Alternative Energy Dream of One Israeli Startup Goes Up in Smoke

Trading of Galten Biodiesel shares halted after 95% crash in two years; company had hawked a Ghana-based plant as the next biofuel.

Eran Azran
Eran Azran
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Eran Azran
Eran Azran

Entrepreneur Doron Levi had a biofuel dream that went up in smoke Monday, when after chalking up a cumulative loss of $7.2 million, trade in shares of his company, Galten Biodiesel, was stopped. The company announced that after two years of activity it has decided to submit a debt arrangement request to the court..

In his once promising dream he saw the fruit of the jatropha plant, which grows naturally in Ghana, harvested and transported to a factory that would derive from it biodiesel for car engines. Biodiesel is in demand in Europe, because it leads to a reduction of almost 80% in CO2 emissions, and does not emit sulfuric acid and other harmful substances.

In order to realize his dream, in 2008 Levy started Galten Biodiesel. The company had few assets and sources of capital. Despite that, and despite the severe economic crisis, at the end of 2009 Galten submitted a forecast for raising an initial sum of NIS 40 million on the Tel Aviv Stock Exchange.

The fundraising was unsuccessful, but Levy was undeterred. He continued to try his luck, and at the end of 2011 Galten Biodiesel arrived on the TASE via a reverse merger with stock exchange shell Alumot Sprint at a valuation of NIS 80 million.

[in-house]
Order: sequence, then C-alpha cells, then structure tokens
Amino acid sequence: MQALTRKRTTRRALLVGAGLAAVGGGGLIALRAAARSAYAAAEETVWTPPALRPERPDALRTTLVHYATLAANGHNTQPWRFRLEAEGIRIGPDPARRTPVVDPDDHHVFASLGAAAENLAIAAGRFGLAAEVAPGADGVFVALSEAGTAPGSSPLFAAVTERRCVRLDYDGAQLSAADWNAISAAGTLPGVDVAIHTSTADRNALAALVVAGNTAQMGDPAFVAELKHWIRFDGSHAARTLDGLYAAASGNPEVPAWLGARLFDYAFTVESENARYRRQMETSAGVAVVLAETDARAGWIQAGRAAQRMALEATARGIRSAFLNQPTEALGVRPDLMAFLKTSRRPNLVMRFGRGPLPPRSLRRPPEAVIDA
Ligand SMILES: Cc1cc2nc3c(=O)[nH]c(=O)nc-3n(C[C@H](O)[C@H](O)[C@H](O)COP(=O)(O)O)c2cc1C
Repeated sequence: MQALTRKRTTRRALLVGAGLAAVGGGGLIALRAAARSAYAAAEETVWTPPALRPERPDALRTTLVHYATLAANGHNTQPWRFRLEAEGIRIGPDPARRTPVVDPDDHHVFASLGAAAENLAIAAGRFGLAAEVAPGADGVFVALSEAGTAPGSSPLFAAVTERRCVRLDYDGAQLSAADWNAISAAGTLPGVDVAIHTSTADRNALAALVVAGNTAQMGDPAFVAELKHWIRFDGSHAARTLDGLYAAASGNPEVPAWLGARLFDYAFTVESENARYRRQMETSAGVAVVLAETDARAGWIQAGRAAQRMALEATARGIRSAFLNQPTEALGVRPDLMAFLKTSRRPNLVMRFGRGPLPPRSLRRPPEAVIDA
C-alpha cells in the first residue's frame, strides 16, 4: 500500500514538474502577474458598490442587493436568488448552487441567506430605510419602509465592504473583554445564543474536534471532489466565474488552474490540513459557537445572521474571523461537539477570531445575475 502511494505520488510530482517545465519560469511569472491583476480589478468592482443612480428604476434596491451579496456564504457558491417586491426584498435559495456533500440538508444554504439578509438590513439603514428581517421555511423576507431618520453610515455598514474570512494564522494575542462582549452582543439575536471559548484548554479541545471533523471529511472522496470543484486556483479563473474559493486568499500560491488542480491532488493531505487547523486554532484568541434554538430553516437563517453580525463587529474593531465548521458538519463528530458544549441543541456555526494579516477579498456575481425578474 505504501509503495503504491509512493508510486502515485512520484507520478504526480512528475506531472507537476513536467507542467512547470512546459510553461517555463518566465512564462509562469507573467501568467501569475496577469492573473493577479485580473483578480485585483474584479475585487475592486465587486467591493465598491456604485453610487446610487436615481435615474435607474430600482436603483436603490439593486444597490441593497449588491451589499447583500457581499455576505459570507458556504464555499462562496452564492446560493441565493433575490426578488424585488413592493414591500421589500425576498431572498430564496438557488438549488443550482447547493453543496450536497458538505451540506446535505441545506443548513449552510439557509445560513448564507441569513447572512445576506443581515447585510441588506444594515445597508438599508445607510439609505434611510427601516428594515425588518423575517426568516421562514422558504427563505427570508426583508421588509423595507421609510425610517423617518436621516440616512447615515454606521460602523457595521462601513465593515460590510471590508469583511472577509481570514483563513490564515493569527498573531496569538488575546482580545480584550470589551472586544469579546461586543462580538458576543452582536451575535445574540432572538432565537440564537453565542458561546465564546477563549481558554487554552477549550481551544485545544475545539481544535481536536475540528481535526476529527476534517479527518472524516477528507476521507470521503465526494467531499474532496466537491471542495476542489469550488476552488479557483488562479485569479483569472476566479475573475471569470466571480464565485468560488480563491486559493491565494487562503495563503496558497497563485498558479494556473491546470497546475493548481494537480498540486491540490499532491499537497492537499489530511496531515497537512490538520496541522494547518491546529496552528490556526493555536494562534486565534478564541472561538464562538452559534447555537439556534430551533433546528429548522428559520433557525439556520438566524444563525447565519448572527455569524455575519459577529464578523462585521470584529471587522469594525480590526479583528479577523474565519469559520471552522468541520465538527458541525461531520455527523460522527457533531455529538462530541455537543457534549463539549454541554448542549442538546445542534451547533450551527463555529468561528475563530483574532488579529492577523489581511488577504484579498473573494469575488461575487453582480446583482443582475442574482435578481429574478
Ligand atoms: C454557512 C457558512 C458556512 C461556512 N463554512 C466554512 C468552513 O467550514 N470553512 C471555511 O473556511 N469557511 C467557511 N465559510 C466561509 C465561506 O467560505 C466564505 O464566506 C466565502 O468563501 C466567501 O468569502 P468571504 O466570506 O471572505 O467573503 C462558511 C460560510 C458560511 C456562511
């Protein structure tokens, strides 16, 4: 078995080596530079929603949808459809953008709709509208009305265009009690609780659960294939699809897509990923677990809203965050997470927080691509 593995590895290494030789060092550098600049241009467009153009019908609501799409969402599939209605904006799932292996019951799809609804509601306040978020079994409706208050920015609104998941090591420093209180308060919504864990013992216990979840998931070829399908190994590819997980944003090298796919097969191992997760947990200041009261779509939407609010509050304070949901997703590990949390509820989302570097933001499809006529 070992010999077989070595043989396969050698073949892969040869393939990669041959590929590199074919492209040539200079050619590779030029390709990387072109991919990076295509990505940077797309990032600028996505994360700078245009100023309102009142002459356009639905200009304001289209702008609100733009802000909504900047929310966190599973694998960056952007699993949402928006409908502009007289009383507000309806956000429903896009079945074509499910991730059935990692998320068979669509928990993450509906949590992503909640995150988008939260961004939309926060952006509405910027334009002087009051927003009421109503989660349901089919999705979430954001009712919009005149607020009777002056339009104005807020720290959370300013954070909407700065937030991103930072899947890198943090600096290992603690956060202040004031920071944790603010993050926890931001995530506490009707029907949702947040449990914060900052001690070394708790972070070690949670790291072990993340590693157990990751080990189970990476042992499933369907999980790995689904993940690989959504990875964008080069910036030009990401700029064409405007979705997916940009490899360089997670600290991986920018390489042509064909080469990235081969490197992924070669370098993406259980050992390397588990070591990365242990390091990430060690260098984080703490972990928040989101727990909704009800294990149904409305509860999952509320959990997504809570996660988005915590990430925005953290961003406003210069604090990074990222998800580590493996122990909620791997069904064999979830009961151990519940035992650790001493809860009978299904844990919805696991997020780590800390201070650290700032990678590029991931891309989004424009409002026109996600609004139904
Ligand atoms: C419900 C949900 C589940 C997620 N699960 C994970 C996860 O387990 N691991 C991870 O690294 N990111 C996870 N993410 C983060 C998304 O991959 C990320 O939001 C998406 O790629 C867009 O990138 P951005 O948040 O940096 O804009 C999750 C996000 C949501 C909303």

As part of the transaction, Alumot purchased all of Galten's capital shares, and in exchange allotted bonds to Galten's shareholders in a private transaction, with about 40% of its shares remaining in public hands. In 2012, former Mossad chief Meir Dagan was appointed vice president of the company, a position in which he still serves.

But entering the TASE was not of much help to Galten. The company lost most of the money in the Alumot Sprint coffers and its value quickly eroded. Within only two years Galten lost 95% of its value, which plummeted to just NIS 3 million. Recently the firm also discontinued negotiations to provide biodiesel to a Polish company, Wratislavia, due to its inability to produce jatropha-derived fuel in commercial quantities, which resulted in the loss of a $12 million contract.

Joining the business failure was the fact that disappointed institutional investors turned their backs on the company and refused to provide financing. In April 2012 the company was very close to a stock offering, but it was cancelled at the last moment.

The Jatropha plant, native to Ghana.Credit: Galtan Biodiesel

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